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বাংলা
Dhaka Tribune

No food, no water

Update : 18 Jun 2017, 12:04 PM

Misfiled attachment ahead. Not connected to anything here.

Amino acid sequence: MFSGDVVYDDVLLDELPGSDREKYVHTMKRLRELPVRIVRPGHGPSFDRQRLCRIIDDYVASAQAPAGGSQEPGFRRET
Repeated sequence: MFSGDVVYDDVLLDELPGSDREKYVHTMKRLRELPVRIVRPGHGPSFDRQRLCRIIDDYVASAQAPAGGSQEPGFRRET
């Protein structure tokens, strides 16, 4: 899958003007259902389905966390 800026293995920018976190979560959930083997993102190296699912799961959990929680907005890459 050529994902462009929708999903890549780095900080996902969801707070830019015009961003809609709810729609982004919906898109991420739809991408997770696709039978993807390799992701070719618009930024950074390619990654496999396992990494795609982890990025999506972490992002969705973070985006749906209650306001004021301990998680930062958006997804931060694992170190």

Md Sohel, who along with his family left his home and took shelter at the Rangamati Radio Centre after the devastating landslides claimed 114 lives, says he has barely eaten anything in the last four days. As many as 120 people from the nearby Natunpara, Vedvedi, just outside the municipal area, were moved to the radio centre after the landslides. The landslides have left a trail of destruction in major parts of the Rangamati hill district. Most homes in Natunpara are now completely buried under earth that slid down from nearby hills last week after a day of rain. People who have taken refuge in various shelters and public buildings in the city are saying they have been living like animals. There is an acute shortage of drinking water and food all around the city. “All my valuables are now buried under the earth. I have eaten almost nothing in the last four days. It is the drinking water which is badly needed here,” said Md Sohel. Visiting different shelters, this correspondent found that people were waiting agonizingly for relief materials. The landslides have taken a heavy toll on the road communication of the hill district. As of Saturday afternoon, vehicular movement from Rangamati city to Manikchari, Khagrachari was restored partially. However, no heavy vehicles were seen in the city. This is the only road connecting the city to the rest of the nation. At Rangamati General Hospital, the harsh and sorrowful wailing of the fifty-year-old Hosne Ara Begum echoed through the walls. The woman lost five of her family members in the landslides. Lying on a bed of the hospital with critical injuries to her waist, the shell-shocked survivor from Vedvedi narrated the horrors of the fateful night. “It was pouring heavily since Tuesday night. All of us were asleep at that time in the house. It was in dead of the night when the hill collapsed on our tin-shed house with a loud thunder,” she said. Breaking into tears, Hosne Ara said: “I cannot recollect exactly what happened next. Later, I discovered myself in thick mud up to my waist. When I finally managed to pull myself out of the mud and learned that my husband, two sons, a daughter and a granddaughter were killed in the landslide.” Another survivor, Sonamoni Chakma, is so shocked by grief he has been unable to cry. Having lost his wife, three-year old son and sister-in-law in the landslide. the survivor is now struck dumb with shock and trauma. Upon insistence, Sonamoni said that he had moved his family from Kuduk Chari to Vedvedi area in Rangamati in hopes of ensuring a better education for his son. On that fateful night, his wife, son and sister-in-law were asleep on the bed while he was sleeping on the floor of the house. “Massive chunks of land collapsed on the house with a deafening sound in the night. My entire body except for my hands was buried under the earth. Somehow I managed to come out. I began to call my wife and baby boy and at one stage I fainted. Regaining consciousness, I discovered myself on a hospital bed,” said Sonamoni. The man began to weep on the hospital bed. “I cherished a dream of educating my boy. Now I am ruined. My son will never call me daddy,” he said. Md Nobi lost six of his family members in the landslide. He lost his wife, two daughters, a son and granddaughter. His son Suman and son-in-law Sohel survived the tragedy. Talking to this reporter, Suman said: “All of us were buried under the avalanche. We were rescued alive by the locals and Fire Service personnel. The doctors have referred my father to Chittagong Medical College Hospital for better treatment. “The doctors said that mud has entered his lungs. We have lost everything in the landslide and have no money for treatment,” said the survivor. Speaking to reporters, Manzarul Mannan, deputy commissioner of Rangamati, said that the administration were yet to fully ascertain damage triggered by the deadly landslides. Asked why there had been delays in ascertaining damage, the DC said: “Apart from breaking houses the landslides also killed livestock. That is why we are taking a little time to ascertain the damage caused by the landslides properly. “We are doing everything that we can possibly do in this deadly disaster. We are sending dry food and rice to the affected areas and shelters. Besides, we are also conducting drives through mobile courts to keep the prices of essentials at reasonable levels,” the DC said. Although the Rangamati district administration has wrapped up rescue operations in the district, firefighters are still conducting rescue operations on specific information, he said. The death toll in Rangamati alone has climbed to 114 while landslides in Chittagong have killed 32, six in Bandarban, and two each in Khagrachari and Cox’s Bazar.
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